Giving Thanks: How Gratitude Can Change Your Outlook-and Your Life

Susan Duma, Psy.D., MPH

 

We often think of being grateful during specific times of the year-Thanksgiving, birthdays, and other milestones in life. We focus on what we have, instead of what we don't have.


That gratitude helps keep us in the present moment, away from always looking, wishing, or reaching for the next thing in the hopes that it will make us happy.
However, gratitude is not the same as simply thinking positively. Data shows that when people feel grateful, they are not free of anxiety, tension, or unhappiness.


Rather, when faced with adversity, gratitude helps us take in the negative and the positive of a situation, recognize the big picture, and get less impeded by the obstacles. This is not easy. But it works.


Expressing Gratitude

Consider this study: Participants were asked to recall an unresolved past hurt, trauma, or victimization. The researchers then assigned them to one of three writing groups: neutral topics, the unpleasant event itself, or positive consequences from the unpleasant experience. They wrote for three sessions.


Researchers found that writing about the unresolved past hurt, trauma, or victimization from a "gratitude perspective" helped participants feel more resolution about the issue. They reported less negative emotional impact, and less intrusiveness of the memory compared to the other writing groups (Watkins, et al, 2008).

 

Want more? Gratitude can drive us to do more. Robert Emmons, PhD, is considered the leading scientific expert on gratitude. He and his colleagues found that people reached their goals more successfully when they consciously practiced gratitude.


They asked people to identify goals to work on over 10 weeks. The goals could be academic, spiritual, social, or health-related. They were then randomly assigned to different groups, one of which included to keep a gratitude journal and record five things, once a week, for which they were grateful.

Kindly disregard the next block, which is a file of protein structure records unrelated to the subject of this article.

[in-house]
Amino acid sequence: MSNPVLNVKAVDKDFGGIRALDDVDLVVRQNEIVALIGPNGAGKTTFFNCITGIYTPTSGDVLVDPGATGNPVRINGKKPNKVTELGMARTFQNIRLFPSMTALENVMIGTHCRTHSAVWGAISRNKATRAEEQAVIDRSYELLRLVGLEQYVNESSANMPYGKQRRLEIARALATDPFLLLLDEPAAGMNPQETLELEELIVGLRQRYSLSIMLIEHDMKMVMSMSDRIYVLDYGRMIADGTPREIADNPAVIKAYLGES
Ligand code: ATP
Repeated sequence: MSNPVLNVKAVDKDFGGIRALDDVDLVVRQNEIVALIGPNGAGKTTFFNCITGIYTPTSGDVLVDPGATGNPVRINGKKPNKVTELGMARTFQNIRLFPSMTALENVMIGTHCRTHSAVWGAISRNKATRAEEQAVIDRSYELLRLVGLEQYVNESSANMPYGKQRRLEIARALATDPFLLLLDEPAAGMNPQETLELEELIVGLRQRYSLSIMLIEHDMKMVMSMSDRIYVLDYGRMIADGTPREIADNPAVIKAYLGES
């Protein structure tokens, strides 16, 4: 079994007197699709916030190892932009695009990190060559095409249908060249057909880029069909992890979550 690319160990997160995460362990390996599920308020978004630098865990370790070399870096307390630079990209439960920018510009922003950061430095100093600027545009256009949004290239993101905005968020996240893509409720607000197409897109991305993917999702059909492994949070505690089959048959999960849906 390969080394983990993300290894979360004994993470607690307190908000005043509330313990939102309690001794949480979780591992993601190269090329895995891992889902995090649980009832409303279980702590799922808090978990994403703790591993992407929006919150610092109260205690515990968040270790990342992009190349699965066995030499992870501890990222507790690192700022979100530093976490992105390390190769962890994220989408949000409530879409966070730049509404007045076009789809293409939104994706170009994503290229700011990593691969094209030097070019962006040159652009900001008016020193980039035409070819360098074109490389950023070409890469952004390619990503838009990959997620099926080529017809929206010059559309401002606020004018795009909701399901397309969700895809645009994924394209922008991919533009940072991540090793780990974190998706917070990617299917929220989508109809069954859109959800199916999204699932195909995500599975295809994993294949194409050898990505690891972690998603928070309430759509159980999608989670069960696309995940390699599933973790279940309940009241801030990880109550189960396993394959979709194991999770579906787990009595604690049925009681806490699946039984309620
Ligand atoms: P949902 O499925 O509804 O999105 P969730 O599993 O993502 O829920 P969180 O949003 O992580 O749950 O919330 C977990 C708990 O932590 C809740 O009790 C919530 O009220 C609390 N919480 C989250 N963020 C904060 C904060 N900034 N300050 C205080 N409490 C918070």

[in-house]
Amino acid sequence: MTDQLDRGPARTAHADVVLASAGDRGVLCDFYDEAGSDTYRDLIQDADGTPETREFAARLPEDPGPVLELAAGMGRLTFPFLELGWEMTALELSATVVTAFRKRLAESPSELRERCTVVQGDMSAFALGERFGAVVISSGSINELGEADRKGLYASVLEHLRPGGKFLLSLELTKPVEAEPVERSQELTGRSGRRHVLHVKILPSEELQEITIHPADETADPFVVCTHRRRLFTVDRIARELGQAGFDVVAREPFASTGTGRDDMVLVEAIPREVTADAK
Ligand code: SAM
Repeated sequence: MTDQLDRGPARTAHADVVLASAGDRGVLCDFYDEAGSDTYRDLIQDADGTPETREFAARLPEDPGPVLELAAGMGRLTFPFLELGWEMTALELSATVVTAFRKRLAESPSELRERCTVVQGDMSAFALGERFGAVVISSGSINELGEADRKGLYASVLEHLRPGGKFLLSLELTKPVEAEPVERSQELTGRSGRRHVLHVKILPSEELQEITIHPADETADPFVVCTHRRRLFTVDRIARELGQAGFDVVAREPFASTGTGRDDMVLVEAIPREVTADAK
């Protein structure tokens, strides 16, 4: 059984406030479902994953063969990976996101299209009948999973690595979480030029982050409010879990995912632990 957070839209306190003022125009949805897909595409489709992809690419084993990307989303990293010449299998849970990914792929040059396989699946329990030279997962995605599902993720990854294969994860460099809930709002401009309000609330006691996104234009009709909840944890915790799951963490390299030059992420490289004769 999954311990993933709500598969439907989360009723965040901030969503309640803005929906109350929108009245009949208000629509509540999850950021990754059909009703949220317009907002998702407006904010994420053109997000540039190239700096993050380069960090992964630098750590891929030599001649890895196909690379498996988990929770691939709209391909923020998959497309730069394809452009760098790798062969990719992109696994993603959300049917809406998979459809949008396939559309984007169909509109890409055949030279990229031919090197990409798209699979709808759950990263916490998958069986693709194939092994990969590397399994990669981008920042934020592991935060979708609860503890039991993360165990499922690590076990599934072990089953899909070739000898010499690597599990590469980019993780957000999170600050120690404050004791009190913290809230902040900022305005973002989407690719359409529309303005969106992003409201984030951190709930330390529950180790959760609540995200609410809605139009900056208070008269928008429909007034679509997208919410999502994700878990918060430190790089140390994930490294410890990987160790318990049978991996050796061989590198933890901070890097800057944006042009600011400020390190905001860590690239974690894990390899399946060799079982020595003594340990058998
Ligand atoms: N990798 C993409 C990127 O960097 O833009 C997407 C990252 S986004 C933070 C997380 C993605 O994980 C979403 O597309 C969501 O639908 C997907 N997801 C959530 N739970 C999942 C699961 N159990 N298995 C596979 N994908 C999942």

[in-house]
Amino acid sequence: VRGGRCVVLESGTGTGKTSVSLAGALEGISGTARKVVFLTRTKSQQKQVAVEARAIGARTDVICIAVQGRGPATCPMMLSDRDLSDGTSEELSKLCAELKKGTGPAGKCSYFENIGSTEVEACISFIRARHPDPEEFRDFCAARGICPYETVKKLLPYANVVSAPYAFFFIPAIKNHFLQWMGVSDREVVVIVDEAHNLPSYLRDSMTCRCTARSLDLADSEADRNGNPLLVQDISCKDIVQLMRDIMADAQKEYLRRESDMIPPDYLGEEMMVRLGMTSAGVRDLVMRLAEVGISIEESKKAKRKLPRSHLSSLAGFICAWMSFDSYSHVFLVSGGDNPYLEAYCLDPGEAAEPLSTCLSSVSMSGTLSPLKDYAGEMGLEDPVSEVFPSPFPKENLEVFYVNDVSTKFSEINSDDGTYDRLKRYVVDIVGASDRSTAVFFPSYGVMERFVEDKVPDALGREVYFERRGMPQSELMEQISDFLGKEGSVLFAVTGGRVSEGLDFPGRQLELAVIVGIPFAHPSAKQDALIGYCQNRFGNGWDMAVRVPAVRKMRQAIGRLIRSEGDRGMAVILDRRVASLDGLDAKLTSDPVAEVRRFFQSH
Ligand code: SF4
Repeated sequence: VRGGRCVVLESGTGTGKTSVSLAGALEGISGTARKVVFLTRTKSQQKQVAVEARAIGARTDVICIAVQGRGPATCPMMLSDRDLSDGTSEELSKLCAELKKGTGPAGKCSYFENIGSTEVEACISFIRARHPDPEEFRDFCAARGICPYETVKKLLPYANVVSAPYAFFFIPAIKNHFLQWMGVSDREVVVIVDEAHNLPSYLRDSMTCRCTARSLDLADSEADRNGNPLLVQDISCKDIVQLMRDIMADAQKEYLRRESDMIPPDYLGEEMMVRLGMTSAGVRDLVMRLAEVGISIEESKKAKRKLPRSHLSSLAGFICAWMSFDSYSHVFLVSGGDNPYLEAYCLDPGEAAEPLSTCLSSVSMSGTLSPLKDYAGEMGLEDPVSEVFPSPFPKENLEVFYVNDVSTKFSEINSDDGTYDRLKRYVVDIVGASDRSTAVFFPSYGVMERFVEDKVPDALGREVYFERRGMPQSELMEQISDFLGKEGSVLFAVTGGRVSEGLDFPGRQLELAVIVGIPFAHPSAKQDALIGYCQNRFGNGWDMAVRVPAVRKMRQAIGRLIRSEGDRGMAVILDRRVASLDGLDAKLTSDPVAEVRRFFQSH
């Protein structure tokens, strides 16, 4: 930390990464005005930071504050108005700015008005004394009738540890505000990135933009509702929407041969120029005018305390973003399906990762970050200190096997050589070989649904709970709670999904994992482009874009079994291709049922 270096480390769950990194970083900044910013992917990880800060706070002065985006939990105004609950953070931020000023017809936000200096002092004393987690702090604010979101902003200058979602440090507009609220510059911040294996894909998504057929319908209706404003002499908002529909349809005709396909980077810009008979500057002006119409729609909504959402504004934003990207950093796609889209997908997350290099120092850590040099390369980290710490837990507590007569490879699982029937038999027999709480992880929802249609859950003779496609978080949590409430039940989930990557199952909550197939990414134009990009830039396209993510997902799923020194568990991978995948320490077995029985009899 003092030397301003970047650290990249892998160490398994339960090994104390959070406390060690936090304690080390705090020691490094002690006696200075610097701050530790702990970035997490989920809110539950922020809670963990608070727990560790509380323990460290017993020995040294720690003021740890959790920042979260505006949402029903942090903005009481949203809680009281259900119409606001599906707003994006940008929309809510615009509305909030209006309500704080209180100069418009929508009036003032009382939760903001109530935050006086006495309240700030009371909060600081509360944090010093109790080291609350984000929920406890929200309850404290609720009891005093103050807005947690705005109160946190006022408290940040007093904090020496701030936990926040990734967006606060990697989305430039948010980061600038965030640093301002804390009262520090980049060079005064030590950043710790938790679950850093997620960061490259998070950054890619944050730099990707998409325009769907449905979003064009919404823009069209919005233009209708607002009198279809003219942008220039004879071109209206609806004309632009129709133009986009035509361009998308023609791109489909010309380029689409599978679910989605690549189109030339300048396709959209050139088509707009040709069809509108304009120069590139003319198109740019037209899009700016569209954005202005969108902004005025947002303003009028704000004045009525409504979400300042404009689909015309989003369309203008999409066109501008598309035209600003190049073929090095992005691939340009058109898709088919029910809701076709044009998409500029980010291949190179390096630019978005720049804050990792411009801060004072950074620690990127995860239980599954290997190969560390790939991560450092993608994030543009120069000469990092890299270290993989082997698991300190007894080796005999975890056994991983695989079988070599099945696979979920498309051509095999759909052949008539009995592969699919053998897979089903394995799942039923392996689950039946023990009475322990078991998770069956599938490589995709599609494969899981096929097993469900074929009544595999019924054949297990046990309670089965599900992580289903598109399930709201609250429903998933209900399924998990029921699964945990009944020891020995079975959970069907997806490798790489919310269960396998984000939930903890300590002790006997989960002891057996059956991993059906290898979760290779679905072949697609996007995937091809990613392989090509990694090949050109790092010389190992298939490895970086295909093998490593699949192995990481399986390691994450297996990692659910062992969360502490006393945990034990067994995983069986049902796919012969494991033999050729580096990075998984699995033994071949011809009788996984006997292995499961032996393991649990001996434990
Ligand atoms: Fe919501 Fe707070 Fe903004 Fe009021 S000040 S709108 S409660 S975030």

Those who kept the journal exerted more effort toward those goals than those who did not keep a journal. Even more, the grateful group made 20% more progress toward their goals and reported striving harder toward their goals than the other group.


Proof in the Data

Still not convinced? How about this: In two different experiments, a mere expression of thanks more than doubled the likelihood that helpers would provide assistance again (in this case, review student cover letters and provide feedback).


A third experiment found that gratitude expressions, say from a manager or supervisor, made people feel socially valued and therefore increased pro-social behavior.
The study went something like this: University fund-raisers were divided randomly into two groups; one group made solicitation phone calls "as usual" and the other group got a pep talk from the director of annual giving before starting their calls. She conveyed how grateful she was for their efforts.


At the end of the day, those in the pep talk group made 50% more fundraising calls than the other group.


Practice Makes Perfect

Regardless of our current capacity for gratitude, we can cultivate even more. Want to practice? Try these tips:


1. Easy does it. Writing or reflecting each week may be more powerful than daily gratitude journaling. As humans, the more we do an activity, the more we can take it for granted.


2. Depth over breadth. Beginning gratitude practice may start by listing the concrete (woke up this morning) or abstract (love). With practice, try digging a bit deeper, elaborating a bit more on something for which you feel grateful.


3. Not just going through the motions. Connecting to the person, place, or thing you are grateful for is more effective than just jotting it down like a shopping list. You can try this by imagining the item that stirs gratitude, or saying aloud this ‘gift' you have now.


4. People. Focusing on who over what makes you grateful seems to have more of an impact.


5. Without then with. Thinking about what your life would be like without certain blessings may help create gratitude for present blessings-rather than just tallying what you have.


6. Pleasantly surprised? Gratitude for the unexpected or surprises can elicit higher levels of gratitude.


Want to learn more? Join me at the Raby Institute on May 28, 2014, from 5:30-6:30pm for a workshop on cultivating a true stance of gratitude. We'll learn where gratitude comes from, why it is so important, how to do it internally and externally, and how to return to it when we've strayed.


References:
Grant, A.M. & Gino, F. (2010). A little thanks goes a long way: Explaining why gratitude expressions motivate prosocial behavior. Journal of Peronality and Social Psychology, 98 (6), 946-955.


Watkins, P.C., Cruz, L., Holben, H., & Kolts, R. (2008). Taking care of business? Grateful processing of unpleasant memories. Journal of Positive Psychology, 3 (2), 87-99.

 

Good thoughts are half of good health.
- Proverb: Yugoslav